Feb 19, 2013

Green Connections propose waxwings and quail for the Panhandle

What do these two gorgeous birds have to do with the Panhandle?
Cedar waxwing
Cedar Waxwings are often observed in flocks, feeding on berries and insects. They may be hard to see up high in the tall trees, but with binoculars you'll be able to spot the black mask and red "wax" droplets on the wing feathers. (I really have seen excited birdwatchers in the Panhandle identifying Cedar Waxwings). This bird is the emblem of a proposed route in the Green Connections network. The Route, #4, would be called the Bay to Beach route and would travel directly west from Market and VanNess to Ocean Beach. 

A grab of the bigger draft network
The Green Connections draft network has not just one, but two routes overlapping in (or next to) the Panhandle. Fell Street along the Panhandle would be a segment of the Ridge Trail (Route 23) between Twin Peaks and Tennessee Hollow. The Ridge Trail's emblematic species would be the California Quail (our state bird). Sadly, that species is not currently seen in the Panhandle. In fact, I'm not sure Quail have survived anywhere in San Francisco. The last place I saw a family of California Quail was on Hawk Hill in the Marin Headlands. 

California Quail by davidyuweb @ Flickr
The Green Connections project has the full map and more information available online. You will find a survey to give your comments on the draft network. The survey is up now through the end of February. 

Posted by Picasa

Panhandle tree plantings begin

An article last week by Mike Billings in the San Francisco Examiner provided details about progress by the city in removing dying, hazardous trees from Golden Gate Park and planting young trees. The overall project, which includes the Panhandle, moves into a "second phase" later this month that will include removal of about 155 trees and pruning of another 44.  As I've traveled about Golden Gate Park, I've seen new removal notices on trees, some of which were in prominent places, such as by the front gate of the botanical garden. Some other trees to be removed are as close by the Panhandle as the Oak Woodlands. However, city staff have told me that no additional trees in the Panhandle are slated for removal (several were removed last year, mostly eucalyptus). 

Instead, the new year's tree plantings (about which I wrote in December) have already begun in the Panhandle. Below are two species planted west of Clayton Street. Send me a tip if you see a new tree planting, and include the nearest cross-street and any information about the number and type or types of trees. 

The top of a young Queensland Kauri, one of two that were planted close to a more mature specimen. Check near the base of these trees for the unusual crooked branches they sometimes drop.
Still working on identifying these young trees near Cole
Posted by Picasa

Feb 13, 2013

Meadow work continues with lawn aerator

A Rec and Park truck with a large lawn aerator hitched to the back was driven by a Rec and Park crewmember in the Panhandle this afternoon. Guillermo was on hand to help guide the work to the areas that need help. This work follows up Saturday's work spreading compost fines in the meadow near Lyon. Now we would also like to see a bit of rain in the forecast.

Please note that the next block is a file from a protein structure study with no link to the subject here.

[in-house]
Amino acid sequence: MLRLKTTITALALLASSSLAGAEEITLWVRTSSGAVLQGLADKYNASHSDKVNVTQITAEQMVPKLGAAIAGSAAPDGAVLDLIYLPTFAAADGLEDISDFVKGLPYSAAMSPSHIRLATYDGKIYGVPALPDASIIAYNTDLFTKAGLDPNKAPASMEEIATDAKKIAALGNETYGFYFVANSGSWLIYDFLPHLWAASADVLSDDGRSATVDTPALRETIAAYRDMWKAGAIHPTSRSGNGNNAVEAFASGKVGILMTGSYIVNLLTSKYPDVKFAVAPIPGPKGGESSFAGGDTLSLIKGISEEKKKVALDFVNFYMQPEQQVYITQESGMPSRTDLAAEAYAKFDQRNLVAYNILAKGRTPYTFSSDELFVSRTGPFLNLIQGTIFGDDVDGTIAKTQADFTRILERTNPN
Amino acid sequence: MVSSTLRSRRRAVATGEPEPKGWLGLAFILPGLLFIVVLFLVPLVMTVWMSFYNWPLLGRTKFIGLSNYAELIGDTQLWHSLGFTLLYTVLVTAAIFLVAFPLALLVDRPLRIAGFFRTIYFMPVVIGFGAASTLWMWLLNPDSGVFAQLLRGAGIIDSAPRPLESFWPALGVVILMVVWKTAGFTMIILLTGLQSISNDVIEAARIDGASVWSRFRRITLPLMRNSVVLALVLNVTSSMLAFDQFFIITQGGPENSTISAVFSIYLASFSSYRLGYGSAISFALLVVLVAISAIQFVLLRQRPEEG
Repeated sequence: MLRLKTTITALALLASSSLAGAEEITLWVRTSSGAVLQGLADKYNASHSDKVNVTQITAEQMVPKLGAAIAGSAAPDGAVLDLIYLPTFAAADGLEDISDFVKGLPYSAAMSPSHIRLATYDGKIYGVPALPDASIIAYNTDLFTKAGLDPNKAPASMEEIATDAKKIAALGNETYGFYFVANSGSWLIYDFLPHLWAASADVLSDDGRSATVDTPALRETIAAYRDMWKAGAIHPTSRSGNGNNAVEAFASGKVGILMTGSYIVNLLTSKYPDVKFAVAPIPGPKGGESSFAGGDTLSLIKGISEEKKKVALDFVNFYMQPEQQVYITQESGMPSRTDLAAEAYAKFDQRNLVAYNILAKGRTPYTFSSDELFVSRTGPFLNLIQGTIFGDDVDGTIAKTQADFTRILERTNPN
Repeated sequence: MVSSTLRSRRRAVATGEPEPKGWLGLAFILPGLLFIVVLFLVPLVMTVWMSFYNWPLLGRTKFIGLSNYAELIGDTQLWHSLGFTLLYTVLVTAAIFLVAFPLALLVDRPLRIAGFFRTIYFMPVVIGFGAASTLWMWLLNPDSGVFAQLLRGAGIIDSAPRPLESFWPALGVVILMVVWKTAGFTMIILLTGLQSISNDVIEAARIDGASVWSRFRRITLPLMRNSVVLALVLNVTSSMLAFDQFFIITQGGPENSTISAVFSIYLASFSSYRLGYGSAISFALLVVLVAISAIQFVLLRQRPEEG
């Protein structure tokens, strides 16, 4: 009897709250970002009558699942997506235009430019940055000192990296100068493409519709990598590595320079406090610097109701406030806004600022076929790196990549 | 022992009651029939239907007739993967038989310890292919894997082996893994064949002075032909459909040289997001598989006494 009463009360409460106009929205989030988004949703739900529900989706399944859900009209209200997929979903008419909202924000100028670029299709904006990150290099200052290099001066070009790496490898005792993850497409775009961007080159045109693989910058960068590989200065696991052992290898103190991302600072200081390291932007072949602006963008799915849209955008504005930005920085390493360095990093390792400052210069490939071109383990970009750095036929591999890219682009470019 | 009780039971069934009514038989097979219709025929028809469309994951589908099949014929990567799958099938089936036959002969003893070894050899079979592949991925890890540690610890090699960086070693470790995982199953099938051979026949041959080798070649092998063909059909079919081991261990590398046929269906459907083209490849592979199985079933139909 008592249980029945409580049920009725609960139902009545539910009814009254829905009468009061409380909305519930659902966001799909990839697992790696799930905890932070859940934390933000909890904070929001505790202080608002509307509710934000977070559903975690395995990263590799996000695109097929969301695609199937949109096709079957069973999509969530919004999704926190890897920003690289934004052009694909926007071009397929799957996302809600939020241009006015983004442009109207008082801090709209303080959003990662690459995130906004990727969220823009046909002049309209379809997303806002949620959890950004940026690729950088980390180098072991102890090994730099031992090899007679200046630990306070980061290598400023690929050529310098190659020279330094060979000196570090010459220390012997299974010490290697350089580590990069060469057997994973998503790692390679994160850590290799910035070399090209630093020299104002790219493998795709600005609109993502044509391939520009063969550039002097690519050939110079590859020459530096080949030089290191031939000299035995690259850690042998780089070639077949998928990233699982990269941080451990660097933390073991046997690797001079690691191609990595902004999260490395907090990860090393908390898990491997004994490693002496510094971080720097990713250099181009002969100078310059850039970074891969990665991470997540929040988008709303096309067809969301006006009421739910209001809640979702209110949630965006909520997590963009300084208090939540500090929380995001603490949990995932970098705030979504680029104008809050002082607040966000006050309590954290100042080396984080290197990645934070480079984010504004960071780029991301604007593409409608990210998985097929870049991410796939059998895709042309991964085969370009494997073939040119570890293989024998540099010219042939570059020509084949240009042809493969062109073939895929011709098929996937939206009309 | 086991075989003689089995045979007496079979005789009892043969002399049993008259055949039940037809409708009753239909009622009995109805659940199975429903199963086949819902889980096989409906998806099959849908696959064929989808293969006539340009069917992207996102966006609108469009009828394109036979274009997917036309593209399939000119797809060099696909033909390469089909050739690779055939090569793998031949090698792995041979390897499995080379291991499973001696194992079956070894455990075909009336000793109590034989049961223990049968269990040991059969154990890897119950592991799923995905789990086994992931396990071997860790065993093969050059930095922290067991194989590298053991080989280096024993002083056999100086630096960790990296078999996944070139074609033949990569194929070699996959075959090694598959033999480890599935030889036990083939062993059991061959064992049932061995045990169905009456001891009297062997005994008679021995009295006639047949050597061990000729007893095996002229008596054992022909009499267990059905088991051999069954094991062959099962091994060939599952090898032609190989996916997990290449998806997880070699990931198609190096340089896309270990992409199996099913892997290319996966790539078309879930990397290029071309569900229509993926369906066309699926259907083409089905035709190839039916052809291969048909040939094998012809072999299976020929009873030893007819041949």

Posted by Picasa

Feb 12, 2013

February Workday Re-cap

At the community workday in the Panhandle on Saturday, we gathered inside the work site of our capital project to coordinate our projects and get a close look at the work. The two re-graded and re-seeded mounds within the fence are quickly sprouting grass, but the third area, the planned rain garden, is experiencing slow drainage, causing a postponement of the expected planting. City staff told us that they would seek a remedy for the problem starting this week. The rainfall Thursday might have actually prevented a bigger blunder, since the pond arising from the moderate rainfall was large enough to have drowned some of the plants that we plan for the site. 

One aspect of the capital project, new bike racks, 
served several of the volunteers Saturday

Instead of planting the rain garden, we instead turned our attention to an area next to our gardener's shack on the way to the playground, and after sheet mulching, planted 20 other plants - manzanitas, ceanothus, dune sagewort, and salvia - provided through the Golden Gate Park Nursery. Around the back of the shack, we also dug out clumps of invasive grasses.

A larger group of volunteers was dispatched to Lyon Street, where we spread two truckloads of compost fines in the meadow, followed by mixing and scattering grass seed. This new approach to caring for the turf in the Panhandle will hopefully help make a thicker grass cover. The meadows may look pretty green when seen from a distance, but they're pretty bare when you're out in them. Thanks to SF Day School first graders, and other students, and their families for joining us for this important work. 

Feb 5, 2013

Still looking for planting help this weekend

Here's a snapshot taken yesterday showing work on the Ashbury cross-over path. 

If you can help out as a planting leader, please email me : dale987 (at) gmail.com. We still need more people who we can count on from 9am - 11am.